Griffin’s advice for educating during a pandemic? Awareness, grace and empathy. Not every student has access to the same resources and learning conditions, something she says educators at all levels need to be aware of as public schools and universities begin their return to in-person instruction. Assessing where there are gaps in an individual student’s learning and then providing them with the resources they need to continue learning will be crucial moving forward.

“There are systemic biases and stereotypes in schools that continue to oppress certain populations and cause schools to struggle to meet the needs of students of color and low-income populations,” Griffin says. “These kids are going to have needs, just as all kids are going to have needs, but what we tend to do is penalize certain groups over others. That we can’t do.”

Students who “fall behind” academically and are identified as having have more behavioral issues often come from low-income, underrepresented communities. Considering the mental health issues and trauma students are potentially dealing with, a return to schools may result in students acting out behaviorally as a means of coping.

“We need to change our mindsets on how we view students, how we view behavior and how we view academic growth when we come out of this pandemic — and even now,” she says.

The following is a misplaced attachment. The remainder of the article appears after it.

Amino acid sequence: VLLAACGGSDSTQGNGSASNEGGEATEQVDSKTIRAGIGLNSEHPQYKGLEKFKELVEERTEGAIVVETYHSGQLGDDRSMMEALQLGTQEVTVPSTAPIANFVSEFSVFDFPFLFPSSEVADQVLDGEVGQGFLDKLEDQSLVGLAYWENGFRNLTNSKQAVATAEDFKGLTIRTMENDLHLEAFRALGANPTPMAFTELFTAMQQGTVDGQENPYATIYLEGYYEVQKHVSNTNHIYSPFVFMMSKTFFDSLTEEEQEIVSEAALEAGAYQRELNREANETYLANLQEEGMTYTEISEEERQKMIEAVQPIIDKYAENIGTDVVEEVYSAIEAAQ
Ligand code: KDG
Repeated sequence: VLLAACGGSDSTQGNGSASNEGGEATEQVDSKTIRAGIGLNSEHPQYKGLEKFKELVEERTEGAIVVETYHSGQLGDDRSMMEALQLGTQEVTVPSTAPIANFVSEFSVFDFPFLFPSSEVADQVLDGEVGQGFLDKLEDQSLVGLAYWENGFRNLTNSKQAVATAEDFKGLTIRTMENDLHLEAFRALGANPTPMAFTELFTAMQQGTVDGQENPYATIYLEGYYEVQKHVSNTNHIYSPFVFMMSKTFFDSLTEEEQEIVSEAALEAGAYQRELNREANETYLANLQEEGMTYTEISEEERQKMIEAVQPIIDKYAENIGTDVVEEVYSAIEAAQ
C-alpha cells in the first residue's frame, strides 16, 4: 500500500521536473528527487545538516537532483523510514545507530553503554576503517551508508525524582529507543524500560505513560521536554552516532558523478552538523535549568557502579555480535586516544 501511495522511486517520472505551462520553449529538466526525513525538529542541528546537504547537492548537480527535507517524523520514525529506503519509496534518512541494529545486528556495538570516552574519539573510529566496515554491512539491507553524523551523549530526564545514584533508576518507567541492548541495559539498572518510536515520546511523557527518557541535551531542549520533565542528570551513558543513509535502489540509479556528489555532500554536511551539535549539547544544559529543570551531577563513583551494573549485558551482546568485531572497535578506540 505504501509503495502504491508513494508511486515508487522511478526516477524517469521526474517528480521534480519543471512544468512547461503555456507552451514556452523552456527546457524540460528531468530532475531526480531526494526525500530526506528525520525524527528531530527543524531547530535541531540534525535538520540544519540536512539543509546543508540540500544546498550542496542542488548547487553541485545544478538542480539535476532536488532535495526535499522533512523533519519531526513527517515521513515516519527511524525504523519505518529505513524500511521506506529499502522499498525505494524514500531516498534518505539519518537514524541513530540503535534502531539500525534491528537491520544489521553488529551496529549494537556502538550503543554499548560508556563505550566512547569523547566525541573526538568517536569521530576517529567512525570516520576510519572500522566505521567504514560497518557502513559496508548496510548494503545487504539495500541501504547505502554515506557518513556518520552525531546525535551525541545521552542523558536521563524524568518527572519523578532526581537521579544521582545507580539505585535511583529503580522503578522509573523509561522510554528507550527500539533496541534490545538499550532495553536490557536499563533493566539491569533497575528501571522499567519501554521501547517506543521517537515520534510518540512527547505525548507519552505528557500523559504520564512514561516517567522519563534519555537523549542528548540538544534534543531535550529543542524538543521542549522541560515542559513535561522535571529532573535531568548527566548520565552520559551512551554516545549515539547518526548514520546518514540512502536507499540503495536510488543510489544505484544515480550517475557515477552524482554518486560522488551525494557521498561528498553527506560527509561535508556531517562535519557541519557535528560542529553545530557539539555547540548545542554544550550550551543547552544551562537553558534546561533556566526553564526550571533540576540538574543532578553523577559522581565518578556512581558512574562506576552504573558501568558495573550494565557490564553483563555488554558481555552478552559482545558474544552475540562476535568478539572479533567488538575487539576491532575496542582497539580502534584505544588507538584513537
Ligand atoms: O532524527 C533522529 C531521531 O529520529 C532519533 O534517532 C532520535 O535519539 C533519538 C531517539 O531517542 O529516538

Griffin believes schools need to reconsider how they deal with students who act out, providing mental health resources and support rather than punishments like suspension.

As a professor last semester, Griffin also has key insight into the struggles of college students right now. College is a time when not just academics but socializing and developing independence are integral. For many students living at home or isolated to their dorms and apartments, there’s a feeling of loss on top of other fears and stressors that come with the pandemic. These feelings are likely causing more conflict between parents and students and are seriously impacting student mental health.

In fact, a recent study led by Carolina economist Jane Fruehwirth found that first-year college students are reporting symptoms of depression and anxiety significantly more than they were before the pandemic. More specifically, moderate to severe anxiety within this demographic increased by 40% and moderate to severe depression by 48%. Black students, in particular, experienced an 89% increase in depression symptoms.

Griffin quickly realized that showing increased empathy for her students would be crucial. She began her lectures with student check-ins, made assignments more flexible and adjusted her availability outside of classes to better fit student needs.

“One of the things that I want for my students if they can’t thrive right now is to survive,” she says. “So how can we help them focus on just surviving and getting through and building resiliency?”

Griffin also believes that showing others and yourself some grace in these unprecedented times is necessary. The resiliency and accomplishments of students, teachers and parents — despite all these stressors — impress and inspire Dowdy, Domina, Powers and Griffin alike.

“I think we’re starting to see more resilience across our society than a lot of people might have expected,” Domina says. “Families didn’t have a choice, and they found a way to make it happen. We have to give ourselves credit.”

Read more research stories at Endeavors.UNC.edu